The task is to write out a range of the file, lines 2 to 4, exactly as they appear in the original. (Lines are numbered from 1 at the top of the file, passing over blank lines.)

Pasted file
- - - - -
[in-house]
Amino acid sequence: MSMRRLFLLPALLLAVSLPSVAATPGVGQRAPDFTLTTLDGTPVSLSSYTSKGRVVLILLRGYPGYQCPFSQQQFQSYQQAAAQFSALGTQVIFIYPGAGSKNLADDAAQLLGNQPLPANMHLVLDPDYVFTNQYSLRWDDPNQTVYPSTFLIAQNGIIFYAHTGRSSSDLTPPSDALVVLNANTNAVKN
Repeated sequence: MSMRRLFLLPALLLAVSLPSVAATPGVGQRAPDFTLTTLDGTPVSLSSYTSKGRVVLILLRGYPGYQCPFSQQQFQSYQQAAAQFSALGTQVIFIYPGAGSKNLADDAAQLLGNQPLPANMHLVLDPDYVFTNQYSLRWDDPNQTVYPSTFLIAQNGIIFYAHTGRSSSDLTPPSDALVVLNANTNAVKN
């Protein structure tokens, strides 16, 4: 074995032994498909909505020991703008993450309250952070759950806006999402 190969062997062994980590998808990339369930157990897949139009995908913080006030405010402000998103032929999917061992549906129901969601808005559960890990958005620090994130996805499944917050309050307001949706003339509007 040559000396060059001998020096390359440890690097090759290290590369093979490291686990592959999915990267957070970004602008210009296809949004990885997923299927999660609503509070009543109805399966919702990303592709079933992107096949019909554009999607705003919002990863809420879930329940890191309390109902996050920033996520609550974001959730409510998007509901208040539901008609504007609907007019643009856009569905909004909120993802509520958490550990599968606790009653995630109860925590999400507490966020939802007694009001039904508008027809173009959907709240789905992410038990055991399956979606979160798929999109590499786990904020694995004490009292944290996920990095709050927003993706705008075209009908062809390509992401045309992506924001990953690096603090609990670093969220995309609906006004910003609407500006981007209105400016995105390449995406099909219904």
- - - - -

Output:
Amino acid sequence: MSMRRLFLLPALLLAVSLPSVAATPGVGQRAPDFTLTTLDGTPVSLSSYTSKGRVVLILLRGYPGYQCPFSQQQFQSYQQAAAQFSALGTQVIFIYPGAGSKNLADDAAQLLGNQPLPANMHLVLDPDYVFTNQYSLRWDDPNQTVYPSTFLIAQNGIIFYAHTGRSSSDLTPPSDALVVLNANTNAVKN
Repeated sequence: MSMRRLFLLPALLLAVSLPSVAATPGVGQRAPDFTLTTLDGTPVSLSSYTSKGRVVLILLRGYPGYQCPFSQQQFQSYQQAAAQFSALGTQVIFIYPGAGSKNLADDAAQLLGNQPLPANMHLVLDPDYVFTNQYSLRWDDPNQTVYPSTFLIAQNGIIFYAHTGRSSSDLTPPSDALVVLNANTNAVKN
């Protein structure tokens, strides 16, 4: 074995032994498909909505020991703008993450309250952070759950806006999402 190969062997062994980590998808990339369930157990897949139009995908913080006030405010402000998103032929999917061992549906129901969601808005559960890990958005620090994130996805499944917050309050307001949706003339509007 040559000396060059001998020096390359440890690097090759290290590369093979490291686990592959999915990267957070970004602008210009296809949004990885997923299927999660609503509070009543109805399966919702990303592709079933992107096949019909554009999607705003919002990863809420879930329940890191309390109902996050920033996520609550974001959730409510998007509901208040539901008609504007609907007019643009856009569905909004909120993802509520958490550990599968606790009653995630109860925590999400507490966020939802007694009001039904508008027809173009959907709240789905992410038990055991399956979606979160798929999109590499786990904020694995004490009292944290996920990095709050927003993706705008075209009908062809390509992401045309992506924001990953690096603090609990670093969220995309609906006004910003609407500006981007209105400016995105390449995406099909219904």